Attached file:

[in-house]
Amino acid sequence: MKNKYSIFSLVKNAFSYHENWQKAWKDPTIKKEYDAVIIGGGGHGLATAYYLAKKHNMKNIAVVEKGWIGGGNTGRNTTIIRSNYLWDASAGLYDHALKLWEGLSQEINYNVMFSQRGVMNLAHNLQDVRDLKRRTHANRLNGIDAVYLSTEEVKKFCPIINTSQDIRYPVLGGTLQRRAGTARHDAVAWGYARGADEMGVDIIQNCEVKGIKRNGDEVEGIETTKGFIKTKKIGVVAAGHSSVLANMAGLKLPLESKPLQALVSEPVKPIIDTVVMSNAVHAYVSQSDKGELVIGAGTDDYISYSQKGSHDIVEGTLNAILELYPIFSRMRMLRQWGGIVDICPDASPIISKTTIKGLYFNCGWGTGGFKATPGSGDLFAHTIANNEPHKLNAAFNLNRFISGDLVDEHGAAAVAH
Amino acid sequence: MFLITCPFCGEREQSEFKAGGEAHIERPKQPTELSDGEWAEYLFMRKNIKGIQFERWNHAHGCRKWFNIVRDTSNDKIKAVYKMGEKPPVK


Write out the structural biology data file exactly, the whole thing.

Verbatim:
[in-house]
Amino acid sequence: MKNKYSIFSLVKNAFSYHENWQKAWKDPTIKKEYDAVIIGGGGHGLATAYYLAKKHNMKNIAVVEKGWIGGGNTGRNTTIIRSNYLWDASAGLYDHALKLWEGLSQEINYNVMFSQRGVMNLAHNLQDVRDLKRRTHANRLNGIDAVYLSTEEVKKFCPIINTSQDIRYPVLGGTLQRRAGTARHDAVAWGYARGADEMGVDIIQNCEVKGIKRNGDEVEGIETTKGFIKTKKIGVVAAGHSSVLANMAGLKLPLESKPLQALVSEPVKPIIDTVVMSNAVHAYVSQSDKGELVIGAGTDDYISYSQKGSHDIVEGTLNAILELYPIFSRMRMLRQWGGIVDICPDASPIISKTTIKGLYFNCGWGTGGFKATPGSGDLFAHTIANNEPHKLNAAFNLNRFISGDLVDEHGAAAVAH
Amino acid sequence: MFLITCPFCGEREQSEFKAGGEAHIERPKQPTELSDGEWAEYLFMRKNIKGIQFERWNHAHGCRKWFNIVRDTSNDKIKAVYKMGEKPPVK